He moved into the hut, and Gerald followed, his armor making a quiet clanking as he walked. Inside the hut Gerald was struck first by the smell of the place. It was thick with cloying incense smoke, and he coughed with the exotic odor. As his eyes adjusted to the darkness he saw shelves of books, a brazier in the center of the floor, and a table adorned with runes off to one side. Atop this table was a skull of strange origin, and Gerald couldn’t tell what sort of creature it once belonged to. The place was lit by candles of dark blue wax, and the flames glowed with a sickly, green light. He coughed, and stood near the door where the incense reek was not so strong.
The mage went to a shelf and pulled a scroll from a pile, he seemed to have prepared several of these items. As he turned and held it out to Gerald, the knight got the distinct feeling the ancient creature was grinning at him, but couldn’t tell for sure thanks to the darkness of his cowl. The old man laughed again, and told him, “Consider this a gift from Dyzohr to you, Sir Knight.”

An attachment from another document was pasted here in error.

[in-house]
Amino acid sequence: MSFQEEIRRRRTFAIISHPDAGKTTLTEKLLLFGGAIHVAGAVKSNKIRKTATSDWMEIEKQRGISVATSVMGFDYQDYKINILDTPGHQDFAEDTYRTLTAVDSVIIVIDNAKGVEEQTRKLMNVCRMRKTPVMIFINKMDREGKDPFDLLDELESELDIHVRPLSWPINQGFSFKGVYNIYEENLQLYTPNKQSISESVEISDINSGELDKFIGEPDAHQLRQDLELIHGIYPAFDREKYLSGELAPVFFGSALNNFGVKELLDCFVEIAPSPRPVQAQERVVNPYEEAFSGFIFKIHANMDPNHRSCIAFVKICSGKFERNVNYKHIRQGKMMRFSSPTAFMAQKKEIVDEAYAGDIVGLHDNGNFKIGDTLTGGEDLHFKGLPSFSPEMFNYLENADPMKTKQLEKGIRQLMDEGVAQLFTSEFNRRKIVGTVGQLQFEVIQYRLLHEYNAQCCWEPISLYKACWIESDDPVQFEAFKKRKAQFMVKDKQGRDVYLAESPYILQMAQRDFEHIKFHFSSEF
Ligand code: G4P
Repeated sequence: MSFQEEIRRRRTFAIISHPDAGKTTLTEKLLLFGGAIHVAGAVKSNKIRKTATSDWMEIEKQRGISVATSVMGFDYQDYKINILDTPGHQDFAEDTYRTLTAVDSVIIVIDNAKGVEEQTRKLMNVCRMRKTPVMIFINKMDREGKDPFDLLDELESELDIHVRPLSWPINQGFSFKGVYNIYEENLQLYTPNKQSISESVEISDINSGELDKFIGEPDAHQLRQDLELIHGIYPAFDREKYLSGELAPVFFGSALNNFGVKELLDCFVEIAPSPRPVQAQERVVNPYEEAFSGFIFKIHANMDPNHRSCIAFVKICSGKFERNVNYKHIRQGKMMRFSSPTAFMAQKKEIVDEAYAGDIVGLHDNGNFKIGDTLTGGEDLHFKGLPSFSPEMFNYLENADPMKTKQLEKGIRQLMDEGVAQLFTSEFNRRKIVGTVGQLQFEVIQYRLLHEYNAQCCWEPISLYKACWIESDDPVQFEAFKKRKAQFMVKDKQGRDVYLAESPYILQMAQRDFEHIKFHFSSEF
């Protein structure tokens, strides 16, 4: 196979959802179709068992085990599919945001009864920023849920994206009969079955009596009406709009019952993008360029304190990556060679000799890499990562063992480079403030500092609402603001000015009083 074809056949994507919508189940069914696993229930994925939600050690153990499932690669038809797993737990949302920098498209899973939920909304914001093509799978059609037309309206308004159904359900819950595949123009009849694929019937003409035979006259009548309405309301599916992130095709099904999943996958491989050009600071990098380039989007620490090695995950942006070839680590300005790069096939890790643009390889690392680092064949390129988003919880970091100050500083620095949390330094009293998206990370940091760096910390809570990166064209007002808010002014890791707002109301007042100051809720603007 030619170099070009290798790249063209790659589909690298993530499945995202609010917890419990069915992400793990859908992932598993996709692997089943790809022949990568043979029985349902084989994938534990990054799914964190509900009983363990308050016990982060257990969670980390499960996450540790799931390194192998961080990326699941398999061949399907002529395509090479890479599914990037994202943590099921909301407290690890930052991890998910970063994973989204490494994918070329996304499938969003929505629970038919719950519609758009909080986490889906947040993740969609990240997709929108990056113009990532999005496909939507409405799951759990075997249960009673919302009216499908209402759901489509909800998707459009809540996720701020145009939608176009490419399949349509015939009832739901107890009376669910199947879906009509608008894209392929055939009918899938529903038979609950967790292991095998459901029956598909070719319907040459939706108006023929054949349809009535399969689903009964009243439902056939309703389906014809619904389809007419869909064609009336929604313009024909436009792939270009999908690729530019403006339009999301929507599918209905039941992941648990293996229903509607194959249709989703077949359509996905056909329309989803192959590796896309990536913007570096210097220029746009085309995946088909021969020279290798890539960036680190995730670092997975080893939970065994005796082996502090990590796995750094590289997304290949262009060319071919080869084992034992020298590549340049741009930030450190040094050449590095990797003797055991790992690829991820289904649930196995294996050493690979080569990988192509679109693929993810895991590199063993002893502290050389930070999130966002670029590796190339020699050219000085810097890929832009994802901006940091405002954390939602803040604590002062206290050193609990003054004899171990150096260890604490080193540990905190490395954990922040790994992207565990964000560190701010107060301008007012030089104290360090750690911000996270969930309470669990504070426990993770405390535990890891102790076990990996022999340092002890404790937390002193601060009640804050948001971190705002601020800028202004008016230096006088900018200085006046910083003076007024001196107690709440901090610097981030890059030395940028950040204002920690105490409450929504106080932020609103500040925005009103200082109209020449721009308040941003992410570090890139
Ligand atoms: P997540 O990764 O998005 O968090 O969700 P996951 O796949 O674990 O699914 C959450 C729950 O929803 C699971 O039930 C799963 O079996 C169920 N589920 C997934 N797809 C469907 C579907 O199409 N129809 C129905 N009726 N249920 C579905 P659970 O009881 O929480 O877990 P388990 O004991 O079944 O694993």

Gerald reached out to take it, feeling his skin crawl as his mailed gauntlet touched the parchment. It was magical, and the aura around it made him feel queasy. “What manner of spell is this?”
“A map, boy. This will show you the way to the Tower, and from there it will show you the way to Zaevaria. Given my pact with the Lord of that land, I am forbidden from revealing anything but its location to you, and only that because you are attempting to rescue his daughter. But fear not the spell. It merely binds the map to you. Should you fail, the map will kindle itself and burn, so that others with less…pure motives may not learn of its secrets. The magic cannot harm you, I swear.”
Gerald looked skeptical, saying, “Meaning no offense, I have heard much about the promises of wizards.”
“And much of it is likely true, but this is simply to protect me in the event of your untimely demise. Now, one more thing. This,” the wizard produced from within his sleeve a small wooden object. As he turned it in his hand, Gerald saw that it was a whistle, like the toys he used to play with as a child.